We’re shining the volunteer spotlight this month on two researchers at the Center for Positive Sexuality. Dr. DJ Williams is our Director of Research along with being Director of Social Work at Idaho State University. Sometimes DJ is referred to as “Dr. Deviant” for being an expert in both positive and negative forms of deviant leisure. His vast knowledge spans the areas of leisure science, social work, sexology, and critical criminology. For the last five years he has worked with Emily E. Prior, our CPS Executive Director, on various research projects and published papers.
Another integral part of the research team is Dr. Jeremy Thomas, Assistant Professor of Sociology at Idaho State University. Jeremy has a Ph.D. from Purdue University, and his research interests primarily concern religion, sexuality, deviance, and the body. DJ was happy to have Jeremy join him at ISU two years ago and soon found they have similar interests in research. Both Jeremy and DJ have always been fascinated by diverse human behavior, and becoming researchers has given them permission to find and explore new things. This type of work also gives other people permission to explore themselves through consent and safety.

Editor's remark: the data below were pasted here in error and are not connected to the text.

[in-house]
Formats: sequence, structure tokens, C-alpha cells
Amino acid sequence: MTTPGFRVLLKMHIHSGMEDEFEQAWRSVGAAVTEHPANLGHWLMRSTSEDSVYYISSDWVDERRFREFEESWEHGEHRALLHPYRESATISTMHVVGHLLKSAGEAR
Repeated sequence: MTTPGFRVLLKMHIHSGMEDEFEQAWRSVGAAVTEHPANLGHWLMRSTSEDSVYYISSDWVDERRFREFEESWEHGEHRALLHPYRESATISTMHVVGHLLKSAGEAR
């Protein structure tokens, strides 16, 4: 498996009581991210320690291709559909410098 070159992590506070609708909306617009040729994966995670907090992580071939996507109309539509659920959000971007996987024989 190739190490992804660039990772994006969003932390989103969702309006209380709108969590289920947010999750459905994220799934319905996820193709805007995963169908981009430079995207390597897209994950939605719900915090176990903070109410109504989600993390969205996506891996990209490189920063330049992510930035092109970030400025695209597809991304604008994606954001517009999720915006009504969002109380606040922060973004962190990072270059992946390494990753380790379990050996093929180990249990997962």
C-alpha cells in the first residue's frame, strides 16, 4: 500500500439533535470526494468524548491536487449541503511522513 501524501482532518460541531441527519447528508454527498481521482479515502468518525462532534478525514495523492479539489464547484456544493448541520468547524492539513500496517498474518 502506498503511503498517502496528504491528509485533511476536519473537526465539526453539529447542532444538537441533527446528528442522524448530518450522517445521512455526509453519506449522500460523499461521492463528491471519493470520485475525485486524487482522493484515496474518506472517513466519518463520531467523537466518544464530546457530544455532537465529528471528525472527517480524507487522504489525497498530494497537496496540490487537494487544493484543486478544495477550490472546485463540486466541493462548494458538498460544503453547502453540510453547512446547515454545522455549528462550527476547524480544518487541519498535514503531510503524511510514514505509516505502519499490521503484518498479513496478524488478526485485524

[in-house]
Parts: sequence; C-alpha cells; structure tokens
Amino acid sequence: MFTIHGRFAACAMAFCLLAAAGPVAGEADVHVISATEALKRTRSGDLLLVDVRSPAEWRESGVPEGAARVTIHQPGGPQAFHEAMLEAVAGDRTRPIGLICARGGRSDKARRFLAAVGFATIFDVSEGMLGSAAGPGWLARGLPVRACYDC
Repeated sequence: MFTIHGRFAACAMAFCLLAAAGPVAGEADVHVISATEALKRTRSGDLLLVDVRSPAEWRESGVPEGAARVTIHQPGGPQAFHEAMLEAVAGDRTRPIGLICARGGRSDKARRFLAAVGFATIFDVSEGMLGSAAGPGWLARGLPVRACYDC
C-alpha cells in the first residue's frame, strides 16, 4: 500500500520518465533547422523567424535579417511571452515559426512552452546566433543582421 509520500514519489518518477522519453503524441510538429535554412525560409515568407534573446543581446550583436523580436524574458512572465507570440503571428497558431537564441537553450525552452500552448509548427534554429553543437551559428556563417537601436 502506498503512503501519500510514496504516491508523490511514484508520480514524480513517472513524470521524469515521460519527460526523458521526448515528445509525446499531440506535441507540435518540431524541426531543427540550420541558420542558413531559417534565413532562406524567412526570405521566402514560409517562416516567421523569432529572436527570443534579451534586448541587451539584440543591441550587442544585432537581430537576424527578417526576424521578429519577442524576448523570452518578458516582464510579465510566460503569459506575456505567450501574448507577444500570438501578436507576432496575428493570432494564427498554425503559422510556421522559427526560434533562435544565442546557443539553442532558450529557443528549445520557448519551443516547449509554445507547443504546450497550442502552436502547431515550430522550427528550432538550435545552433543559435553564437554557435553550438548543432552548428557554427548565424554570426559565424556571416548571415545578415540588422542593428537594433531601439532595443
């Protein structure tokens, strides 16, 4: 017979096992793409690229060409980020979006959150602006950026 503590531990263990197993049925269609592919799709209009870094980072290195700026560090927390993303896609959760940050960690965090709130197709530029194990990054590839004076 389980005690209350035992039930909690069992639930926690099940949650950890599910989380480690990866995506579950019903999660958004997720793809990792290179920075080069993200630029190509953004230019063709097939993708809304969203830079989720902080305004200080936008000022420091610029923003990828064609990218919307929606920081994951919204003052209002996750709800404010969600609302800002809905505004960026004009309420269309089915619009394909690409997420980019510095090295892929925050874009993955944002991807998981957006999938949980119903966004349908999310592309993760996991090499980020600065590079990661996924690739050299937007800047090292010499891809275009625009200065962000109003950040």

A research project is often sparked when interest in a topic arises and more knowledge is needed. In talking with DJ, I found many moving parts need to come together to get a research study off the ground. From concept to data collection to publishing, the process can take up to 2 years, which means dedication to a subject is key. Before asking one question of a possible participant, the researchers must figure out how to design the study to answer the question being examined. Once a proposal has been created, it then must be evaluated by an institutional review board insuring participant information will be confidential and no harm will come to them by taking part in the project.
For example, consider the “BDSM as Leisure” project that our team is currently working on. The project is an in depth look into whether BDSM qualifies as legitimate leisure experience. DJ’s knowledge of leisure science is helpful as well as his background in BDSM and deviance. At this point, our researchers have collected data on over 900 surveyed BDSM practitioners. They will also explore BDSM identities (ie. Dominant, submissive, switch) as they relate to the leisure spectrum and how BDSM is experienced. The study aims to determine whether or not BDSM can be more fully understood from a leisure science perspective. It may still be a few months before the results are known, but we’re excited to learn from this study!
This group of incredible volunteers is already hard at work on 5 additional projects including the Analysis of Sex Positivity in Social work in textbooks, Sketching the Landscape of Positive Sexuality, and Analysis of Pornography & Sex Work in Sociology textbooks. They’re also preparing for the launch of our online journal coming at the end of January 2015.